Balance of payments in good shape

Ever since the recovery from the worst of the Covid-pandemic began in 2020, South Africa’s international trade has blossomed, with the current account of the balance of payments (BoP) moving decisively into surplus territory.


This was achieved mainly as a result of subdued imports (initially) and record exports, fuelled by exceptionally high commodity prices. During the first quarter of 2022, the current account recorded its seventh successive surplus, but this time around, the BoP was boosted by the welcome addition of a surplus on the financial account, due to substantial inflows of foreign direct investment (FDI) and portfolio investment, especially in equities.


Relentless rise in exports

South Africa’s export performance since 2020 has been astounding. Data released on 30 June by the South African Revenue Services (SARS) confirms a new cumulative record for the value of export trade during the first five months of the year, namely R791 billion – more than 8% higher than the previous record for January to May (achieved last year).


However, the star of the country’s international trade show during the first five months of the year was the import value. At a level of R685 billion, it was the highest ever cumulative figure and imports for May also recorded the highest ever monthly figure of more than R150 billion, breaking the previous record by 7.6% (recorded two months earlier).



It is clear from analysing the country’s trade data that exporters have picked up some slack that was caused by the haphazard global restrictions on economic activity. Combined with closures of key harbours in South-East Asia, a surge in several commodity prices and South Africa’s highly diversified & sophisticated agriculture and manufacturing sectors, exports have broken one record after another since the middle of 2020.


Although the cumulative trade surplus for the first five months of the year has not been able to match the record of more than R200 billion recorded in 2021, it still managed to reach its second highest ever level of R107 billion – more than sufficient to provide a handy buffer for the rand exchange rate against a strong US dollar that is wreaking havoc with most emerging market currencies.



It is also clear from the spread of 35 percentage points between the worst and best performing export sections that heightened geo-political tensions (especially in the Ukraine), an uneven pattern of further global economic recovery and a spike in global inflation has led to increased volatility amongst the different trade sections.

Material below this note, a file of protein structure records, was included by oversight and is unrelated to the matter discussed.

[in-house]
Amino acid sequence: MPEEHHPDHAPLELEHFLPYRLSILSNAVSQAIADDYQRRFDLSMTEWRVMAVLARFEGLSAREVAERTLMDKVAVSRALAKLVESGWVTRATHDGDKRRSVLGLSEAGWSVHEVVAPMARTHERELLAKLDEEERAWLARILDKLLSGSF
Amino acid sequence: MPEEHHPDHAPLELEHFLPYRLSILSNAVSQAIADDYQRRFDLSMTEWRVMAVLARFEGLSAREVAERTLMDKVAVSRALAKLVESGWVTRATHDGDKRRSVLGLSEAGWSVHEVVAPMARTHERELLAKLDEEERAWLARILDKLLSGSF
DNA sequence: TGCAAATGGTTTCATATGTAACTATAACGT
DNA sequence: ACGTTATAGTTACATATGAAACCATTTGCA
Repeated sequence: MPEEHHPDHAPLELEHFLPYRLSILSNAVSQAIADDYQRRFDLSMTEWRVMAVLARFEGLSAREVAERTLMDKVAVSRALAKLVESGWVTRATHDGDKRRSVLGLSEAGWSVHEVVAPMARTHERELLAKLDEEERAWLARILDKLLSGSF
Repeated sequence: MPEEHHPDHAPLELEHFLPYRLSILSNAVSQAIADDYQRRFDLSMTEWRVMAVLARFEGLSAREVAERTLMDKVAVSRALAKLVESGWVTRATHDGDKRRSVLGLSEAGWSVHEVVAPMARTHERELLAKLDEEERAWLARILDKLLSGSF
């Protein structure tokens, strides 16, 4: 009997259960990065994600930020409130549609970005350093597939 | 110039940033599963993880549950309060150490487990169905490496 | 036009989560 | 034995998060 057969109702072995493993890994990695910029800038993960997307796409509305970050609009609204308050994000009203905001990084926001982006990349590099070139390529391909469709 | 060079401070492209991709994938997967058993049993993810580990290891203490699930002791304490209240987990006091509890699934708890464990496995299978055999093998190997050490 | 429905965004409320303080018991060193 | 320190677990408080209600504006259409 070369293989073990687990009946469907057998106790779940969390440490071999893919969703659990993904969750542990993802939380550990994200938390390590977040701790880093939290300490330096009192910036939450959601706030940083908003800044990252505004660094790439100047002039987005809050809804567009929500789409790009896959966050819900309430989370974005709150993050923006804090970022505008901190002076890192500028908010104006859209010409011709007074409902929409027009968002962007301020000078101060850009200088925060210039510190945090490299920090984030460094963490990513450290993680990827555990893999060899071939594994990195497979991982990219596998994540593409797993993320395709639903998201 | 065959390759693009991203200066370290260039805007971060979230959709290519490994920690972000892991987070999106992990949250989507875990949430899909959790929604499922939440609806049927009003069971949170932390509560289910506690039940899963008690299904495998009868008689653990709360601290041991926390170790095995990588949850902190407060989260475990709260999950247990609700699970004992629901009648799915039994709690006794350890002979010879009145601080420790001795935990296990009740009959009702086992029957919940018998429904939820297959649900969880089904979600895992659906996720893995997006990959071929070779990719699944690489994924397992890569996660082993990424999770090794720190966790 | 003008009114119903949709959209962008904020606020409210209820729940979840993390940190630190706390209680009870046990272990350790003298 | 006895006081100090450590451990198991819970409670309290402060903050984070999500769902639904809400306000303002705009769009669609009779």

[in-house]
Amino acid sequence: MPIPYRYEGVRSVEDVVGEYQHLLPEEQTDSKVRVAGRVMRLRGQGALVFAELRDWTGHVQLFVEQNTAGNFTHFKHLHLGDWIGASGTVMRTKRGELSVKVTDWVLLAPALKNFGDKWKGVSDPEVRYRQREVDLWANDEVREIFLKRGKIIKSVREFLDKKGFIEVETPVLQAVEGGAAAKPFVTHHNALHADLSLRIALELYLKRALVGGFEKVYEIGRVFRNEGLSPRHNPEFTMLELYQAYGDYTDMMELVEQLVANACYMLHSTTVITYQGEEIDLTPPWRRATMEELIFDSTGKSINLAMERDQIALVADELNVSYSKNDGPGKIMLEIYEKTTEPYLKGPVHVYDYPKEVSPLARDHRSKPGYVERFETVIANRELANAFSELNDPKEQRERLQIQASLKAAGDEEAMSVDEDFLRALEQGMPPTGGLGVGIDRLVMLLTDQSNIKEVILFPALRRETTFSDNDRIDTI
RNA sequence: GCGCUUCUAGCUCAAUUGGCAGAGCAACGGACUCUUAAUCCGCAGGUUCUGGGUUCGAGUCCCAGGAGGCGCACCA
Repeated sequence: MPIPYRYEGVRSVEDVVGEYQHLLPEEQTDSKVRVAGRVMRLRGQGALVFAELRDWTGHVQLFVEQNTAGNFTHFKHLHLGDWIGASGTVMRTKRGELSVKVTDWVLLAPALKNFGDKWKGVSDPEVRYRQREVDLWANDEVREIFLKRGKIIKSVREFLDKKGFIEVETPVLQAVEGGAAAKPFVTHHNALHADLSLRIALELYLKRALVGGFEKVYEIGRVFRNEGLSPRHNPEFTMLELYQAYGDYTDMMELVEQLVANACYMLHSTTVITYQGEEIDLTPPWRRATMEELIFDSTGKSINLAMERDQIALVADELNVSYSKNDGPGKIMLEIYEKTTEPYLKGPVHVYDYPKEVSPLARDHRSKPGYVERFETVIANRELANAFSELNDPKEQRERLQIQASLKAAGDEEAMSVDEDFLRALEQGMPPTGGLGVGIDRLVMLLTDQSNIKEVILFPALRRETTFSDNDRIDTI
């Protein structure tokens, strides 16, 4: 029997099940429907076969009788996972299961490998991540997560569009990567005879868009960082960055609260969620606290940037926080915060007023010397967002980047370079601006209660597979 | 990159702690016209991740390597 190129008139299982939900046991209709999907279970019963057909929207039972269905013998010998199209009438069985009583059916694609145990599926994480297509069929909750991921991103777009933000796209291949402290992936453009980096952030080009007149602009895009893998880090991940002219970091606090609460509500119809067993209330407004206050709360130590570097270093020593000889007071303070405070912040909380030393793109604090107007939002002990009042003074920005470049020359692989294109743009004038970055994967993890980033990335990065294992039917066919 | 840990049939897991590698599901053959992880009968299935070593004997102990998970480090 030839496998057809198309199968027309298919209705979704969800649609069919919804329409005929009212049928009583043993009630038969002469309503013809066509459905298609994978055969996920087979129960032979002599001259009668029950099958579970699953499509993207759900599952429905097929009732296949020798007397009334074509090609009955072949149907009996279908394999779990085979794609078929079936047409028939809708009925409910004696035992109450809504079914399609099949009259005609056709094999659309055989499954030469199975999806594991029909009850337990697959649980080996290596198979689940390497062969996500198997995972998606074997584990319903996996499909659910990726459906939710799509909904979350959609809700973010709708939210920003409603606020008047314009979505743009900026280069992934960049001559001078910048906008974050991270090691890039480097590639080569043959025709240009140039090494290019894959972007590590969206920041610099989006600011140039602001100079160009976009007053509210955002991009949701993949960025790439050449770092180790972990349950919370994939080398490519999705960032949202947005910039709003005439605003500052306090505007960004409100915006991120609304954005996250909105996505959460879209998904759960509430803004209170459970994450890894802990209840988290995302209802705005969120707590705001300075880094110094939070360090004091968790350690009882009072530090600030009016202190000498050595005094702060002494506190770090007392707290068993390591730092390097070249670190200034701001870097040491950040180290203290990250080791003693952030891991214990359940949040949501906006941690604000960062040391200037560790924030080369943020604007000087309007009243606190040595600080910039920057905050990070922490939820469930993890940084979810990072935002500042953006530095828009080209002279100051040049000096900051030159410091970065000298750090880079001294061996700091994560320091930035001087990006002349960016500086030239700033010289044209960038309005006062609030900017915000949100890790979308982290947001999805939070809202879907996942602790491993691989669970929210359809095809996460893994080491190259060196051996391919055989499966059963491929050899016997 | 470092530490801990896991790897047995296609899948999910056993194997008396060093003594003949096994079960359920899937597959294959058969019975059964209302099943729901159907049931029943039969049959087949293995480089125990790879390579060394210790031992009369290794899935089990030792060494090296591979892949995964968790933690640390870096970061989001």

A key observation from the latest trade data is the sharp increase in the imports of products that are closely aligned to the expansion and development of the domestic economy. During January to May, the combined imports of only four sections of the harmonised trade system, viz. oil, chemicals, machinery & equipment and vehicles & components, amounted to more than R418 billion – 61% of total imports.


Recovery of FDI

It is clear that many foreign companies remain positive about South Africa’s prospects for securing sustainable growth, despite daunting challenges in the areas of labour unrest, energy and transport infrastructure. This is reflected in the solid performance of foreign direct investment (FDI) inflows, which recorded an impressive R27 billion during the first quarter of the year.


Any doubts over the renewed faith in the country’s economic future since the gradual implementation of market-friendly reforms under Pres. Ramaphosa have been dispelled by the five-fold increase in the average quarterly FDI inflows since 2018 (compared to the state capture era of 2010 to 2017).


Hopefully, a swift end to the war in Ukraine and the demise of lockdown regulations will soon remove much of the current geo-political and socio-economic volatility. This could lead to the normalisation of energy prices, lower inflation and renewed growth impetus.

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